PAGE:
Country band Sawyer Brown coming to Fort Hall on May 24

May 18, 2019 GMT

Any band that stays viable for nearly 40 years in the music industry deserves applause. But a group like Sawyer Brown that stays in demand for four decades with four out of their five original members still playing is nearly unheard of. Country music’s award-winning Sawyer Brown takes the stage at the Fort Hall Casino at 8 p.m. May 24, and tickets are nearly sold out.

Best known for songs such as “Some Girls Do,” “The Race is On,” “Six Days on the Road,” “The Dirt Road,” “Thank God for You” and “Step That Step,” Sawyer Brown’s road to fame had a rare beginning as the first winners of the TV show Star Search in 1983 where they won $100,000 and a music contract with Capital Records.


Unlike many winners of modern talent shows whose spotlights fade, Sawyer Brown has gone on to release 22 albums — three of which have been certified “gold” — and win the Country Music Association’s “Horizon Award,” the Academy of Country Music’s “Vocal Group of the Year,” and Country Music Television’s “Video Group of the Year.” They have toured with legendary greats such as Kenny Rogers and Dolly Parton.

Though a silver anniversary for the band is something to be celebrated, the founding members of Sawyer Brown have been together even longer. Joe Smith (percussion), Gregg “Hobie” Hubbard (keyboard), Jim Scholten (bass guitar) and Mark Miller (lead singer) were all part of country artist Don King’s touring band, which is where the four of them met. Shayne Hill (lead guitar) was invited to join the band in 2004 after rehearsing only once with them.

When King lost his record deal and they were let go in 1981, Hubbard said that they decided to form their own band, which was first named Savannah, which they used until a few months before their debut “Star Search,” a TV show that ran from 1983 to 1995.

When asked about how the band chose its new name, Hubbard said, “The name Sawyer Brown wasn’t a road that any of us lived on or practiced on. We just wanted a band name that sounded like a person’s name. … There have been bands in the past that have had a name of a person who wasn’t in the band necessarily. That’s just what we wanted to do. We just kept compiling lists and narrowing them down. Sawyer Brown was the name that five people could all agree on and it just had a cool ring to it.”

Hubbard jokingly added, “We’re not big overthinkers here. We just liked it. There was no deep meditation involved.”

Miller and Hubbard have actually known each other since eighth grade and continued their friendship at the University of Central Florida where Miller played on the basketball team and studied physical education and Hubbard studied English. Scholten and Smyth were members of the Maine Symphony Orchestra.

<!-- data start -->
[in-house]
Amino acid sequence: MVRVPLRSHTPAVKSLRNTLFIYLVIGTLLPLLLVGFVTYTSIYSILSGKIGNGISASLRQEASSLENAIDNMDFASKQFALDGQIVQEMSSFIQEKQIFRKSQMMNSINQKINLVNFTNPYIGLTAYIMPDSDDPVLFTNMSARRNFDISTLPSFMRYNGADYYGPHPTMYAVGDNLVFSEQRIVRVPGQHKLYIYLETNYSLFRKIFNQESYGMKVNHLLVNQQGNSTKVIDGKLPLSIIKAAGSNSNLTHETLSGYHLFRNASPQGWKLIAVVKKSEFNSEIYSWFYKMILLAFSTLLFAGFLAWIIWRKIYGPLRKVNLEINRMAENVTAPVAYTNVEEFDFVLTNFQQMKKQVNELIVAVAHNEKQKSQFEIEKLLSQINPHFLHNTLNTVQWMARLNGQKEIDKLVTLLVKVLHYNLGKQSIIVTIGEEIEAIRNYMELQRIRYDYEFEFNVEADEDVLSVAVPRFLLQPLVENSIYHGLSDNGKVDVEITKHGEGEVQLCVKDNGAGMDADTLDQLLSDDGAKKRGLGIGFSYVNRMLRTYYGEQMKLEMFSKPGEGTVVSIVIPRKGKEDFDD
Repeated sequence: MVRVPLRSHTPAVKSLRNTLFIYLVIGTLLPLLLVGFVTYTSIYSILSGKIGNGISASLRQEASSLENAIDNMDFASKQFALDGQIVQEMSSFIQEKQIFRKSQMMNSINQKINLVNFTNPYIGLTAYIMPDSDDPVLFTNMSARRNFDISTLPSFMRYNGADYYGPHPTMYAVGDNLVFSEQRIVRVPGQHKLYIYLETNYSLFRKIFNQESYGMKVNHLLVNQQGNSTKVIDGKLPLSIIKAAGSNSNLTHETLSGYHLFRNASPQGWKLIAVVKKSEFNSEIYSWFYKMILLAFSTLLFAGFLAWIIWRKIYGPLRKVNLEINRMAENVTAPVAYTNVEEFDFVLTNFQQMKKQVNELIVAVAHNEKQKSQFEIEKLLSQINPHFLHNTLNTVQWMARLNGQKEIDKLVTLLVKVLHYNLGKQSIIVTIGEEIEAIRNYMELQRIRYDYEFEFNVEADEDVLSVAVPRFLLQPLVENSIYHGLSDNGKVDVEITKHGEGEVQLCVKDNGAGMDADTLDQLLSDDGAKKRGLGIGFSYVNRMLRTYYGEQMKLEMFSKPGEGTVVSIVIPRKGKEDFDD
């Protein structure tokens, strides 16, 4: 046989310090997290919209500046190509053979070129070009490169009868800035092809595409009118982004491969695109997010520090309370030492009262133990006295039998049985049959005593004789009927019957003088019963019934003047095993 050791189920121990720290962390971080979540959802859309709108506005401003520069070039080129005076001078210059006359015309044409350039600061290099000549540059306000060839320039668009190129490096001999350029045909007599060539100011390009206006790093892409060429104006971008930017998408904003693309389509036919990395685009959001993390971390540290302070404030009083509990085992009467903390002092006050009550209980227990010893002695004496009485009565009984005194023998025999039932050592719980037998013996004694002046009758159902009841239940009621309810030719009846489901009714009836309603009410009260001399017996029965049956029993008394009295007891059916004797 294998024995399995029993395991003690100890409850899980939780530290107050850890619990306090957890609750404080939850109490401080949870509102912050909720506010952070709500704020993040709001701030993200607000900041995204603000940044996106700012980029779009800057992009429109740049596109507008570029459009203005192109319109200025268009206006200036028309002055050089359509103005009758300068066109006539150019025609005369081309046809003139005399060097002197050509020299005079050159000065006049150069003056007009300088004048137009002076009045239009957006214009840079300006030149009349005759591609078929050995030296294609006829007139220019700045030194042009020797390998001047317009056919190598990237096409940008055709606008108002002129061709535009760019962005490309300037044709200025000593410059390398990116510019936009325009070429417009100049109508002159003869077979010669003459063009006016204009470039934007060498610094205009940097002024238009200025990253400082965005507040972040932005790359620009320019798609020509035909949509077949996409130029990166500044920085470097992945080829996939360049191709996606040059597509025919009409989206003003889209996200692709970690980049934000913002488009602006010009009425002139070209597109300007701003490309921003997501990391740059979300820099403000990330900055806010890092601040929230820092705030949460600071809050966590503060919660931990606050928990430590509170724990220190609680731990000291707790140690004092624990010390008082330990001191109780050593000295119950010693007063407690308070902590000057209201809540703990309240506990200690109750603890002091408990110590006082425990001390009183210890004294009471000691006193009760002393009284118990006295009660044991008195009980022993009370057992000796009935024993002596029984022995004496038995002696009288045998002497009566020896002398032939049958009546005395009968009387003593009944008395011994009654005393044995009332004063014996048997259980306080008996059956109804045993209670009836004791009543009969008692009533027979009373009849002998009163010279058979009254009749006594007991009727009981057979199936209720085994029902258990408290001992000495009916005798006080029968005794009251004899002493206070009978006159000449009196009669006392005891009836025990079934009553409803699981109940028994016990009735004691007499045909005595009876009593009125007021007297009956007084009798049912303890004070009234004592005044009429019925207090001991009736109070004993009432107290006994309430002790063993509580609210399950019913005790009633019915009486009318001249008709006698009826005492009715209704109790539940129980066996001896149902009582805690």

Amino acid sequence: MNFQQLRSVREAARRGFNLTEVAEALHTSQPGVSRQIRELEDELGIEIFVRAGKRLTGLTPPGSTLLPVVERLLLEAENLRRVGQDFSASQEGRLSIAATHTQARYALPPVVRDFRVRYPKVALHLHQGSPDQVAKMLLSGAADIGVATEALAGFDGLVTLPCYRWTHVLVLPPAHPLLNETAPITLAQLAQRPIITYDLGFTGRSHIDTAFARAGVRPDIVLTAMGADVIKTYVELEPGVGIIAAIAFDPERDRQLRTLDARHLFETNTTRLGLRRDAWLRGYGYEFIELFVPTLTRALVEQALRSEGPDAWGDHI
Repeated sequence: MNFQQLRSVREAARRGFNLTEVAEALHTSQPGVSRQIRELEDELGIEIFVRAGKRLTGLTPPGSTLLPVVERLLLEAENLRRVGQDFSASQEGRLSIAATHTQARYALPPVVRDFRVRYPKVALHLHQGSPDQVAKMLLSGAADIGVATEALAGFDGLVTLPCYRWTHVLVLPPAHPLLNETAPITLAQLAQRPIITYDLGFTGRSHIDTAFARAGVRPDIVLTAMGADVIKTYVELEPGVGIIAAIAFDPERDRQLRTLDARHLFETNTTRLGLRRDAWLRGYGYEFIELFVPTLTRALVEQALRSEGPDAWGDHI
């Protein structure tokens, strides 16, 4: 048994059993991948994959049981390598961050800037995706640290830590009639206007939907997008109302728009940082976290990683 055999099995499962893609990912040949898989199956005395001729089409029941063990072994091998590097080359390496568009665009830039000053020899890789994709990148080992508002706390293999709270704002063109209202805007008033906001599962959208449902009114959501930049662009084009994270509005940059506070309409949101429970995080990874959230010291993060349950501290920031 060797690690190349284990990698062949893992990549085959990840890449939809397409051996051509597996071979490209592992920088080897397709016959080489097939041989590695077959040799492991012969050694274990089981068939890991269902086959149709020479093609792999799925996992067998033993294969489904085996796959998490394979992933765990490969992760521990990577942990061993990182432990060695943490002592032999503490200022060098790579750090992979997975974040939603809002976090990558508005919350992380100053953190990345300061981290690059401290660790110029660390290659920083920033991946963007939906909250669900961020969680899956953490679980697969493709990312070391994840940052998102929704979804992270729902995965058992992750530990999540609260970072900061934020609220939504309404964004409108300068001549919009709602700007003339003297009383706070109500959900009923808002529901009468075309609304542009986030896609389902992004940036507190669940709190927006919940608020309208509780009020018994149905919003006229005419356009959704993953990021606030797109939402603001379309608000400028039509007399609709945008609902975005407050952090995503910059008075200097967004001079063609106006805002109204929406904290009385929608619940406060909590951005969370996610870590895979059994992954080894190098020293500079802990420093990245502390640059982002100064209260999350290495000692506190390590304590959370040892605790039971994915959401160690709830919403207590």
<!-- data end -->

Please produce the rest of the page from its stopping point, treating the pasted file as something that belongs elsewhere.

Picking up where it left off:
When asked about the keys to Sawyer Brown’s longevity and success, Hubbard stated, “I have to give God the first credit. Something like this doesn’t happen without His having a sense of humor with us. I think you have to be willing to work really hard and not give up when others are maybe giving up on you. Having a sense of humor through it all and not taking yourself so seriously. Take the work seriously, but don’t take yourself so seriously.”

The talents of the band members far exceed more than mere stage performance. Hill plays multiple instruments, toured with Chely Wright, Avalon and LeAnn Rimes before joining the band and owns his own recording studio. Smyth has been credited with the ability to play more than 300 percussion instruments and earned a master’s degree from the University of Miami in music. Smyth also played with the Nashville Symphony when they performed at Carnegie Hall. Hubbard started writing music in college and co-wrote several of the band’s hits like “The Dirt Road” and “Drive Me Wild.”

Miller didn’t start writing and singing music until he was in college, yet the music he wrote, including the band’s anthem theme, “Some Girls Do,” as well as “Thank God for You” and “Step That Step,” all became Billboard No. 1 hits.

Besides working for the success of Sawyer Brown, Miller discovered the Christian rock band Casting Crowns in 2003 and helped them launch their career, which included the No. 1 hit “The Voice of Truth” which was featured in the film “Facing the Giants.” Miller, himself, also has written and/or produced his own Christian-based movies including, “Ring the Bell,” “The Ivy League Farmer” and “Where the Fast Lane Ends.” He is the executive producer of the movie “Chasing Down Madison Brown,” which just was released last year.

When asked if all of the band members had the same level of Christian belief as Miller, Hubbard replied, “I would absolutely say that we are all Christian-based believers. It’s a foundation of who we are and what we do for a living. …. You can be singing a Christian message without singing a Christian song. I believe our songs have that foundation underneath them. … The bulk of our stuff is very positive and about the working class, blue-collar, hard-working people which is who we are where we came from. Being a musician and being a Christian aren’t separate compartments. It’s all one thing. To be a Christian doesn’t mean you have to be making gospel music or preaching. You are a Christian with your life and how you live it which is the foundation of spirituality.”

As for the future, Hubbard says that the band has written several new songs that they hope to release as an album sometime this year and says that Sawyer Brown will keep performing “until there’s no reason to get out there and play.”

Tickets range from $29 to $49 and can be purchased at shobangaming.yapsody.com/event/index/370386/sawyer-brown.